Changes in the MCL Treatment Landscape

Tycel Phillips, MD, discusses recent changes in the mantle cell lymphoma treatment landscape.

Tycel Phillips, MD, clinical associate professor, the Division of Hematology and Oncology, the Rogel Cancer Center, Michigan Medicine, University of Michigan Health, discusses recent changes in the mantle cell lymphoma (MCL) treatment landscape.

During a presentation at the National Comprehensive Cancer Network 2022 Annual Congress: Hematologic Malignancies, Tycel Phillips, MD, provided background on some of the effective treatment options currently available for patients with MCL.

He described each of the agents in depth, including their safety profiles, effectiveness, and explained the patients who would benefit most from each therapy.

Transcription:

0:08 | The needle shifted with the approval of the BTK [Bruton tyrosine kinase] inhibitors, which initially started with ibrutinib [Imbruvica]. The original paper from Michael Wong, MD, indicated progression-free survival of the group was around 13.9 months, which at that point was substantial in that patient population, and an overall response rate of around 60%. That shifted how we went about things. After, Simon Rule, MD, combined several ibrutinib studies indicating that the BTK inhibitor was far more effective in the second-line, and in the third-line setting. With patients who got a complete remission with ibrutinib in the second-line setting, the duration of response was almost 5 years. From that, it cemented that we should be using this agent in the second-line setting in an effort to get the longest remission possible for most of our patients.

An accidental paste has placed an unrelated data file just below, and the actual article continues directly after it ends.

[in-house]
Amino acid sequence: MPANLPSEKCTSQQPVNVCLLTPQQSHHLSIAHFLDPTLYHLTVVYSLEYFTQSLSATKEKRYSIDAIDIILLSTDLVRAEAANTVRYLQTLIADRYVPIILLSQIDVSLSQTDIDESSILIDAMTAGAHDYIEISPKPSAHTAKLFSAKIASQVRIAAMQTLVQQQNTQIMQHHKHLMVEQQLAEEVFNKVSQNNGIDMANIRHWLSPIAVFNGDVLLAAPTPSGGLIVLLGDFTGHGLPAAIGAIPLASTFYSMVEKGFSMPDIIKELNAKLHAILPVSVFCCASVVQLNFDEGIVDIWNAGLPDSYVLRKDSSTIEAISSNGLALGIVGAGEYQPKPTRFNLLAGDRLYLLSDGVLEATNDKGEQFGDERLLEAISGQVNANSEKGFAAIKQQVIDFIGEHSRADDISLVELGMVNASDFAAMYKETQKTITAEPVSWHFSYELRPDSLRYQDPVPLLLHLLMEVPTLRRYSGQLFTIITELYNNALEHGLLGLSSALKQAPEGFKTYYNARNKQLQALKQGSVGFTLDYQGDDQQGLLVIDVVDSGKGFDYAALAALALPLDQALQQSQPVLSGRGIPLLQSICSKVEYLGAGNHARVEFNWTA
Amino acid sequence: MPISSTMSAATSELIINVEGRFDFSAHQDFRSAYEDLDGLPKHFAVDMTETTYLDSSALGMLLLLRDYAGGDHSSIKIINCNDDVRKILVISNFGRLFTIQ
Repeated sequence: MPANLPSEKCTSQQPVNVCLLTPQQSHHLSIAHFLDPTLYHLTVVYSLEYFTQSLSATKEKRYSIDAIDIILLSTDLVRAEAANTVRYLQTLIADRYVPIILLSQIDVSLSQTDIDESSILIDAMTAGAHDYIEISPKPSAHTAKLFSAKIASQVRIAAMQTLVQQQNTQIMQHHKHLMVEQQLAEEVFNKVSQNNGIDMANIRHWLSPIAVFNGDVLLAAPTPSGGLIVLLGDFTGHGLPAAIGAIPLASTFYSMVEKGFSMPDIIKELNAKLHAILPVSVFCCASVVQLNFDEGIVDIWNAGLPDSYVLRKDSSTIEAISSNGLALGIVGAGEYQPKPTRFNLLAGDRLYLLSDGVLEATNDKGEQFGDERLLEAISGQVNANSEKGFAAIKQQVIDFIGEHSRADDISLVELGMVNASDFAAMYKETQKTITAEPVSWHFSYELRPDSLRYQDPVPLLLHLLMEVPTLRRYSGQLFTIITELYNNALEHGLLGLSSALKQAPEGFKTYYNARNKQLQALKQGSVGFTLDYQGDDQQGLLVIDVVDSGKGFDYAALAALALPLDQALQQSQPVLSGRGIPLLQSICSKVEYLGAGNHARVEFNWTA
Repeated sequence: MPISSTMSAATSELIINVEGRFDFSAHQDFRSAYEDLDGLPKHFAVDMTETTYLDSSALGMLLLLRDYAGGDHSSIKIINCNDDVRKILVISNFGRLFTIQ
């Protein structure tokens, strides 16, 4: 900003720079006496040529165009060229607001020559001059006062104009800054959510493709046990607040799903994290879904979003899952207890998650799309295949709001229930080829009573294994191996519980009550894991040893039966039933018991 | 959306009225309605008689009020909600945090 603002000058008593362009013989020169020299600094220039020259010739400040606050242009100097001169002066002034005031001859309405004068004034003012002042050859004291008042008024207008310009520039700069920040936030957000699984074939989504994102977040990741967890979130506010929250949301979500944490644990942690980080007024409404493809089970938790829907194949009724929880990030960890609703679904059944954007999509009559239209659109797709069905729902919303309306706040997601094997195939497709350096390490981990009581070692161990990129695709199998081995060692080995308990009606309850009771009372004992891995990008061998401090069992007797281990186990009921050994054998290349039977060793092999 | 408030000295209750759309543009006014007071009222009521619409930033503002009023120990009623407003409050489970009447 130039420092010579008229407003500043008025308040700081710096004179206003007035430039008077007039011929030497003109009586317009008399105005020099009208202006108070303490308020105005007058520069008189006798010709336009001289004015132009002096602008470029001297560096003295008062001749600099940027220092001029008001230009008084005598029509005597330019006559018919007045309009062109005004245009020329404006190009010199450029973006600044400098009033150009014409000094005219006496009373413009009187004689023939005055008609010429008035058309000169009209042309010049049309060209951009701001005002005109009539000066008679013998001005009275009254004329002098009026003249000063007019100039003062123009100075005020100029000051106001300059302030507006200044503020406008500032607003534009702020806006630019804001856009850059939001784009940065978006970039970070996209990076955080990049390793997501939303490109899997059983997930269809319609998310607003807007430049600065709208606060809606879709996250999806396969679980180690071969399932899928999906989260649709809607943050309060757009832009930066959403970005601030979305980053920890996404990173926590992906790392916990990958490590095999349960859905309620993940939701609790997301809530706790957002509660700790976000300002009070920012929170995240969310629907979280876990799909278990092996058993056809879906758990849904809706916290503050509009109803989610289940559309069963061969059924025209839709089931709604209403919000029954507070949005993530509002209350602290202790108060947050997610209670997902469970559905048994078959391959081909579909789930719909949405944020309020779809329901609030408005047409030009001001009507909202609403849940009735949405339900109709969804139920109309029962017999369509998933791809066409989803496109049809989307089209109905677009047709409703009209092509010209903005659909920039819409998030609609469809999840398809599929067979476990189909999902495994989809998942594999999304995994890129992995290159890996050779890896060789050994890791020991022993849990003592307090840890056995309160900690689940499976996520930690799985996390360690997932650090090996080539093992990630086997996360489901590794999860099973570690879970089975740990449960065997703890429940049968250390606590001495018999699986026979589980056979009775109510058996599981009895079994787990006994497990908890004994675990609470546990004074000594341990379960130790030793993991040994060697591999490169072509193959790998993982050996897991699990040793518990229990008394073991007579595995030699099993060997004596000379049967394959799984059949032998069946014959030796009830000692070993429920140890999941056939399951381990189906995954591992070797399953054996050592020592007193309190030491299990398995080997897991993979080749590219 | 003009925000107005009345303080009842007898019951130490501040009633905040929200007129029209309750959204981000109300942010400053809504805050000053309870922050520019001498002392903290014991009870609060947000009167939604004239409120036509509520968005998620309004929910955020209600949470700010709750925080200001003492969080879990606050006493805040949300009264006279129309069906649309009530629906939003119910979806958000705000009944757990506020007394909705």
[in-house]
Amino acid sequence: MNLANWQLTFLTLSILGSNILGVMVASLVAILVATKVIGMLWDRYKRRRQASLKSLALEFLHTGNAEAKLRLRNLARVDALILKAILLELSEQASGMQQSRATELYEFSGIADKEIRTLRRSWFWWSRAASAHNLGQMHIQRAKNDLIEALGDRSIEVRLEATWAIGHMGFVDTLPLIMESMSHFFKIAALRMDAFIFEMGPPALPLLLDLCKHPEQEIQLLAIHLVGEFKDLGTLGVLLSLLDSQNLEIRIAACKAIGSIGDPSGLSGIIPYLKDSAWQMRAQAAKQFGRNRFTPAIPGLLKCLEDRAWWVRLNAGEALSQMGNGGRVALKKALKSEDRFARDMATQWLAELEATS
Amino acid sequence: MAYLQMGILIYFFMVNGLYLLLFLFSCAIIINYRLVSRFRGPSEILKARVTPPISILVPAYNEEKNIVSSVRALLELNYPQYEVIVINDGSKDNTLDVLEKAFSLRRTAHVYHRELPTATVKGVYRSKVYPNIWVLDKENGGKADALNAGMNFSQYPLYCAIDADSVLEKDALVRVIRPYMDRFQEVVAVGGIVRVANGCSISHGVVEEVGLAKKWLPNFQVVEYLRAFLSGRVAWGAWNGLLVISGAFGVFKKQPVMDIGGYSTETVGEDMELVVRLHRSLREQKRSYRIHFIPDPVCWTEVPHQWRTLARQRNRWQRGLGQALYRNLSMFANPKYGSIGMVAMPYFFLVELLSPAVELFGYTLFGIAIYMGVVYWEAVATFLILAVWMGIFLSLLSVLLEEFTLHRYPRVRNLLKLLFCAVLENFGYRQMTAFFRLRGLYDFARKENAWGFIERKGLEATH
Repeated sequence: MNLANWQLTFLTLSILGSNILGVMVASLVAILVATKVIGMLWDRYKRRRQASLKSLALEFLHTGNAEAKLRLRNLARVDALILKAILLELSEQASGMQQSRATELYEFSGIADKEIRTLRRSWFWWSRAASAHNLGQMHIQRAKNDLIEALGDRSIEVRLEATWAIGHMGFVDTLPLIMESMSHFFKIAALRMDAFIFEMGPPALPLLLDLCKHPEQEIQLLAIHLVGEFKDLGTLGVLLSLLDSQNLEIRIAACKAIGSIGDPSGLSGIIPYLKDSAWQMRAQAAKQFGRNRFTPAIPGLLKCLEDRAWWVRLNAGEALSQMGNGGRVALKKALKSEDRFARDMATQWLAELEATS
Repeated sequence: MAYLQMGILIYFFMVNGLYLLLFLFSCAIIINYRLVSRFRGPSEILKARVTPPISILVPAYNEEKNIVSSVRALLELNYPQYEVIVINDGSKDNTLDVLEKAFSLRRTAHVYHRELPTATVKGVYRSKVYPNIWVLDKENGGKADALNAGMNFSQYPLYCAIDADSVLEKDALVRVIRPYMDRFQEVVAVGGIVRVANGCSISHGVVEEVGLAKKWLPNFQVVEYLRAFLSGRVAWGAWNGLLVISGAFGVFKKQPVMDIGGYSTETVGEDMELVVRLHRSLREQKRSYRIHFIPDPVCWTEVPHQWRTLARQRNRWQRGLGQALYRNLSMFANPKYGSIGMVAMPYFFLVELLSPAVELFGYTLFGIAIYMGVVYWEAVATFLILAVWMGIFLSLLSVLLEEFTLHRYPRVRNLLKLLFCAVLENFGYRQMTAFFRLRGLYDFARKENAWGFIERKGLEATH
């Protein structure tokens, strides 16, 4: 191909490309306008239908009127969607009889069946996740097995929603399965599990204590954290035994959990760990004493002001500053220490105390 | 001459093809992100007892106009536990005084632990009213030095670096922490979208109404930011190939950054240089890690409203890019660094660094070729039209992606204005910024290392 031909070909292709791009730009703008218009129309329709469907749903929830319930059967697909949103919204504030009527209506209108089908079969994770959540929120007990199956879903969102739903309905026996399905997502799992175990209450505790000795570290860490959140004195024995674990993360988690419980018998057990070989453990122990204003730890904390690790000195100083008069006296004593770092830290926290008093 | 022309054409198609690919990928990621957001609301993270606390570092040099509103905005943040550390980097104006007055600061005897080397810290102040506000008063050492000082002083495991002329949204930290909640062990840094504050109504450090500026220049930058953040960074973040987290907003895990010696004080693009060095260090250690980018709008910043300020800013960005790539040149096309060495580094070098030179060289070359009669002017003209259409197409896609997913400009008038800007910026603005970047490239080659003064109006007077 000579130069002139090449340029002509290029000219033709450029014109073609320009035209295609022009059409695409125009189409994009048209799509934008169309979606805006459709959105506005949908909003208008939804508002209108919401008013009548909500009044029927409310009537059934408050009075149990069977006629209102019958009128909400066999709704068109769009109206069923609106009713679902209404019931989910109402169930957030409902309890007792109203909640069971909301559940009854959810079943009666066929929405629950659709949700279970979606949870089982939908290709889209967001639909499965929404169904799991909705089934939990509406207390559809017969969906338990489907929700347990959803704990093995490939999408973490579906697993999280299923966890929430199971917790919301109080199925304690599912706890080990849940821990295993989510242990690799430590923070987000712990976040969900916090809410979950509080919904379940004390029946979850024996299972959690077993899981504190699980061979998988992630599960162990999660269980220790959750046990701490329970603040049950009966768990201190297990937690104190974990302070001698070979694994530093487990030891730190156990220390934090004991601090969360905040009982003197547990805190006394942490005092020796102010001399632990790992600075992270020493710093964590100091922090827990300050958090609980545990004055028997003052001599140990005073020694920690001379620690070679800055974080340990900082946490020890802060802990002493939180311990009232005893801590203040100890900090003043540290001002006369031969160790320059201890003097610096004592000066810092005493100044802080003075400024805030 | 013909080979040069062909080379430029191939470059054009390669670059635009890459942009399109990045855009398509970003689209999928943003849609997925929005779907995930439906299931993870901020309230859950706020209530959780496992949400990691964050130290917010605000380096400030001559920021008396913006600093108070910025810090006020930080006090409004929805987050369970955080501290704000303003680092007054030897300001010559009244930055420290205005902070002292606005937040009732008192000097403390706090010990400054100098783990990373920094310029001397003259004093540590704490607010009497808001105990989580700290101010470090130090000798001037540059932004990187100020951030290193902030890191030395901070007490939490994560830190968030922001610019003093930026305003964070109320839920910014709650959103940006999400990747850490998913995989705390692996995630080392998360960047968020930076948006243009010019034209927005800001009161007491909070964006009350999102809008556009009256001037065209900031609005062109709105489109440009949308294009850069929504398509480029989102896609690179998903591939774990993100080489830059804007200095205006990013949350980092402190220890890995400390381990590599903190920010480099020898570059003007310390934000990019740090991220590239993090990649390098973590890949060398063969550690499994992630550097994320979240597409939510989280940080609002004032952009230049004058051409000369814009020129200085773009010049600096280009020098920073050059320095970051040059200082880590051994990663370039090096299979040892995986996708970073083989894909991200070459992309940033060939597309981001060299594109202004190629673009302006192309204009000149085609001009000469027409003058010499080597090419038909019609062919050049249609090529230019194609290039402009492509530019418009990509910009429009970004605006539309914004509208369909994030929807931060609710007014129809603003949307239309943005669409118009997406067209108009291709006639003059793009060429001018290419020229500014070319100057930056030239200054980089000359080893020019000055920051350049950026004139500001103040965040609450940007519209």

1:02 | Thereafter, we had second generation BTK inhibitors, acalabrutinib [Calquence] and zanbrutinib [Brukinsa] which have come onto the market. A lot of those have come onto the market specifically due to some of the toxicities that we know exist with ibrutinib in the hope that these drugs have more fidelity to the BTK receptor and less off target impact. We may see less side effects and we will have in patients come off of ibrutinib [due to] bleeding, atrial fibrillation, arthralgias, myalgias, which are muscle and bone pain, and joint aches and pains, infection, and some of the newer cardiovascular risks that we see like hypertension and ventricular arrhythmias.

1:45 | It does appear that some of these side effects may be a class effect and not specifically related to ibrutinib. All in all, it does still appear that all these drugs are very efficacious. You have some different side effects between acalabrutinib, zanbrutinib, etc., but with more time, we will truly get a sense of the side effect profile of those drugs.